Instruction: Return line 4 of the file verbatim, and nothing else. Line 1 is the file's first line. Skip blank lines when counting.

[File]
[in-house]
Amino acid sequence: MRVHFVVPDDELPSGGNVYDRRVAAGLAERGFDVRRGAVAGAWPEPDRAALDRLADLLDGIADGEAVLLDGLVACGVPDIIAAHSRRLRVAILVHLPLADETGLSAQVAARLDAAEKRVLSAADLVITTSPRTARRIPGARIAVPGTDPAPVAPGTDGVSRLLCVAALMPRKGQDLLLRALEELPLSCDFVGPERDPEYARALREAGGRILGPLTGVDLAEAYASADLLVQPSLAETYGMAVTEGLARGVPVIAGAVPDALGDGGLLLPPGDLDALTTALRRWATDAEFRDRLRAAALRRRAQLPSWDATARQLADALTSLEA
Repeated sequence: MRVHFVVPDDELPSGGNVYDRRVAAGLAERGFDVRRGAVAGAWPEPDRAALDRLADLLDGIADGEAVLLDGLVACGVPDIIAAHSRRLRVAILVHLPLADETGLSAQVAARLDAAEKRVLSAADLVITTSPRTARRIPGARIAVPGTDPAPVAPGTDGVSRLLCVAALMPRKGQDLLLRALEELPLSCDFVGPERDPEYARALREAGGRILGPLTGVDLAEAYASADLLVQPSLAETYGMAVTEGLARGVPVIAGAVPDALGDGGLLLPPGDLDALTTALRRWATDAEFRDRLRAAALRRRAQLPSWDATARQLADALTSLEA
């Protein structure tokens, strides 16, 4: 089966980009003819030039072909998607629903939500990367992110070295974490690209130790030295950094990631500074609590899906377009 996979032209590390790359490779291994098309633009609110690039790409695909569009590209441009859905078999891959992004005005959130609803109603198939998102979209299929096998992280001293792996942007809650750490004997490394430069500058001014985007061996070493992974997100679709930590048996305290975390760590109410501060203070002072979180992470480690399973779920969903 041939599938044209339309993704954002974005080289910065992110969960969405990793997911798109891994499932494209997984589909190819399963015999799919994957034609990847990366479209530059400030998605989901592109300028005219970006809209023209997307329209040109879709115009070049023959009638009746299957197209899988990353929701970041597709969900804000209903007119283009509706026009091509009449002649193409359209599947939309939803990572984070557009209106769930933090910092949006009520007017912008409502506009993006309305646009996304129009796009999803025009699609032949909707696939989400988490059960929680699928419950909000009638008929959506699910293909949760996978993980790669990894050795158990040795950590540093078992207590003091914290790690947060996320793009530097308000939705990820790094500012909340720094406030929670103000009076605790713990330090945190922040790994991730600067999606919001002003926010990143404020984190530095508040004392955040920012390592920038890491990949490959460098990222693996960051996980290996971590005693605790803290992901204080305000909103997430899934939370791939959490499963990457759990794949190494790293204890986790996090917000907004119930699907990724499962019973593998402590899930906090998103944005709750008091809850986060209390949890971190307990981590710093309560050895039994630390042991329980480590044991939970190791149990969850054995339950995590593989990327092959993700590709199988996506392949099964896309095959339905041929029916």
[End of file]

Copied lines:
């Protein structure tokens, strides 16, 4: 089966980009003819030039072909998607629903939500990367992110070295974490690209130790030295950094990631500074609590899906377009 996979032209590390790359490779291994098309633009609110690039790409695909569009590209441009859905078999891959992004005005959130609803109603198939998102979209299929096998992280001293792996942007809650750490004997490394430069500058001014985007061996070493992974997100679709930590048996305290975390760590109410501060203070002072979180992470480690399973779920969903 041939599938044209339309993704954002974005080289910065992110969960969405990793997911798109891994499932494209997984589909190819399963015999799919994957034609990847990366479209530059400030998605989901592109300028005219970006809209023209997307329209040109879709115009070049023959009638009746299957197209899988990353929701970041597709969900804000209903007119283009509706026009091509009449002649193409359209599947939309939803990572984070557009209106769930933090910092949006009520007017912008409502506009993006309305646009996304129009796009999803025009699609032949909707696939989400988490059960929680699928419950909000009638008929959506699910293909949760996978993980790669990894050795158990040795950590540093078992207590003091914290790690947060996320793009530097308000939705990820790094500012909340720094406030929670103000009076605790713990330090945190922040790994991730600067999606919001002003926010990143404020984190530095508040004392955040920012390592920038890491990949490959460098990222693996960051996980290996971590005693605790803290992901204080305000909103997430899934939370791939959490499963990457759990794949190494790293204890986790996090917000907004119930699907990724499962019973593998402590899930906090998103944005709750008091809850986060209390949890971190307990981590710093309560050895039994630390042991329980480590044991939970190791149990969850054995339950995590593989990327092959993700590709199988996506392949099964896309095959339905041929029916």